Showing character Part 5: Fairness

Fairness is the fifth value in a series of the Showing Character curriculum designed to provide opportunities for youth to learn as they develop character in their 4-H livestock projects.

In the fifth series of Showing Character, the core value being shared is fairness. Providing opportunities for young people to develop character traits is important as youth develop life skills to help them become successful adults. The past series included citizenship, caring, responsibility and respect. Not only does learning about core values help youth individually, but also when showing livestock projects. There are certain behaviors that are developed and strengthened when showing at livestock shows.

Fairness involves being consistent. It means being equal and treating others fairly, just like the golden rule, “Do unto others, as you would have them do unto you.” In livestock exhibitions, the same rules should be used for everyone. Those showing should always follow the rules that are given out. If everyone is treated fairly, everyone has the same advantage. By being fair in all aspects of life means you are willing to admit to mistakes and willing to correct them.

An exhibitor shows fairness by treating all people fairly in the show ring, listening to others (what are they really saying?), accepting differences, admitting mistakes and learning what the correct way is. Properly caring for, feeding and showing a concern for your animal is a way to show fairness. Following the proper procedure in showing and following the guidelines and rules set at livestock shows are other examples of showing fairness.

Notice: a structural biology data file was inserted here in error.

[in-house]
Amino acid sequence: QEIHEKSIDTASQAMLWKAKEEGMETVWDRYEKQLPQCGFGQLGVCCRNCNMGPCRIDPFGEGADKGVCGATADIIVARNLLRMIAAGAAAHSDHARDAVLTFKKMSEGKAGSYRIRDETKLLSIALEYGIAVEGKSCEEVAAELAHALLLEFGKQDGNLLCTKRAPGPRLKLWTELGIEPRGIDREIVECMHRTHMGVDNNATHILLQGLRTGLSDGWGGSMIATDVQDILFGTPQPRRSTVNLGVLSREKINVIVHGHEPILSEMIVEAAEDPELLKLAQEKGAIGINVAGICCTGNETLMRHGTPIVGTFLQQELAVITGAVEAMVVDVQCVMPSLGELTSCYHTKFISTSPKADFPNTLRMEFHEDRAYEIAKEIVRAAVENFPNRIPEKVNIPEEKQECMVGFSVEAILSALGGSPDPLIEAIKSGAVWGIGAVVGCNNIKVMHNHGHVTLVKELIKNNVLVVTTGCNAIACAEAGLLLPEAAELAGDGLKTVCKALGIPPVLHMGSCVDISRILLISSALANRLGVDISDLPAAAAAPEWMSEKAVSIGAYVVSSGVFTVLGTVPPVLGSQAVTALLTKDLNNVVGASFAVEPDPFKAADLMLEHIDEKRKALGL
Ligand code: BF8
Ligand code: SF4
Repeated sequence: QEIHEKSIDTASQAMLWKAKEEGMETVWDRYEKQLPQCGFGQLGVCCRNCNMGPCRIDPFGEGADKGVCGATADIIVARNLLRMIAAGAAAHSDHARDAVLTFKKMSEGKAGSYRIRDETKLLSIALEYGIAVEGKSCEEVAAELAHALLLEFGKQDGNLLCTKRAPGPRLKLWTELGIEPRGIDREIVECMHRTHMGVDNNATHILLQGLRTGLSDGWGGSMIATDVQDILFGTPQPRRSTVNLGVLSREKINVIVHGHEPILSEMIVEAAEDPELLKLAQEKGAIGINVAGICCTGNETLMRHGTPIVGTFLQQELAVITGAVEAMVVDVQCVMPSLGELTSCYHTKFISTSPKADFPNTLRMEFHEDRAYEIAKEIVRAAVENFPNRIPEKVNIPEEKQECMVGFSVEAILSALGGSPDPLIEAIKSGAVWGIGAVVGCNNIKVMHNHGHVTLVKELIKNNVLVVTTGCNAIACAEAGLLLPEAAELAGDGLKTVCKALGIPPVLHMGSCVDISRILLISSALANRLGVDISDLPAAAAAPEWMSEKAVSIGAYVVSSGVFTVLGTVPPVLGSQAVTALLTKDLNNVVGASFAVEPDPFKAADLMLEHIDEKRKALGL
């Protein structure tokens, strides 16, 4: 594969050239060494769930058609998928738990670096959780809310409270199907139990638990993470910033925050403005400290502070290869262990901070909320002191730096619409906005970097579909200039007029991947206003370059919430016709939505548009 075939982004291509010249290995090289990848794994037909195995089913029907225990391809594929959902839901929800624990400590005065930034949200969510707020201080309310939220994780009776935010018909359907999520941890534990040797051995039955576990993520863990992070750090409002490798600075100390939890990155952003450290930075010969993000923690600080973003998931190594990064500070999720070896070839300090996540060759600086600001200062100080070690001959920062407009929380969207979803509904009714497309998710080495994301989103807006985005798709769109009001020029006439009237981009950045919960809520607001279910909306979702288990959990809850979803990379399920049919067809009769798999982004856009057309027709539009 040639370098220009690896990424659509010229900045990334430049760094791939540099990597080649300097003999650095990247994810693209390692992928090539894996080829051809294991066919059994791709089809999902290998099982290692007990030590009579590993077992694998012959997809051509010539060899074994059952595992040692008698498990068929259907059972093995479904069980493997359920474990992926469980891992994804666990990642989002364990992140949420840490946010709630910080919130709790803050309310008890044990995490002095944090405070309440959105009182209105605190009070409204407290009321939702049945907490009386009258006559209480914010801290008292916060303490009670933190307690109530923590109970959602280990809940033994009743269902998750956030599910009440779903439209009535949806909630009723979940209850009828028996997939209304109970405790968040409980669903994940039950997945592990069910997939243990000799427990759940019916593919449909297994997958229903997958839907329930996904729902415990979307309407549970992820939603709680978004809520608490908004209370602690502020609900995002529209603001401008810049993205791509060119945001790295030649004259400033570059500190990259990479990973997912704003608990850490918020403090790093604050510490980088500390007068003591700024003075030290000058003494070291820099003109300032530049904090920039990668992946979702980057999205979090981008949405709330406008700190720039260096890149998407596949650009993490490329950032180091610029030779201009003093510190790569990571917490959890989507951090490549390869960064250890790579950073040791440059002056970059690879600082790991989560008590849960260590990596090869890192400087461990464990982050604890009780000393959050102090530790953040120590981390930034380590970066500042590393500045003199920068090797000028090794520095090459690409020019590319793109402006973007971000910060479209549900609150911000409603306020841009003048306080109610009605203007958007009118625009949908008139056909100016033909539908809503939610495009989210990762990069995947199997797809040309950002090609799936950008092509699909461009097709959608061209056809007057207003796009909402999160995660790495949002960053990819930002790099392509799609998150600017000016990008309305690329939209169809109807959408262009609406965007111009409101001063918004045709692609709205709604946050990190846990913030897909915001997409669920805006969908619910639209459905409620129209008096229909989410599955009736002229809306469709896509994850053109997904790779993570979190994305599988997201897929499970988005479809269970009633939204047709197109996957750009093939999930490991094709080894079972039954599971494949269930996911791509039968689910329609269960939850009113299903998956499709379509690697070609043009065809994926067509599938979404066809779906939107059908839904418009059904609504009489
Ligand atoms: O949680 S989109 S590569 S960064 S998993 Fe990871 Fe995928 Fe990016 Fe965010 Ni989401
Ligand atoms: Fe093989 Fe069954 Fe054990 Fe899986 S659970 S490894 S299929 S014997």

Parents can show fairness also. When their child shows, they will accept how they won, be supportive of all participants and try not to purchase a high cost animal. A couple other suggestions for helping exhibitors to be fair are to list routine chores and see if responsibilities are fair, and talk about fairness in your 4-H club by dividing the club in half, having a discussion and reporting back to the whole club.

Michigan State University Extension 4-H Youth Programs provide educational resources to use in helping youth develop life skills and character education. The Showing Character series is from the Josephson Institute of Ethics as part of the CHARACTER COUNTS! project.

For more information on 4-H and learning life skills, please contact your local MSU Extension office or visit the Michigan 4-H website.

Read the rest of the articles in this series:

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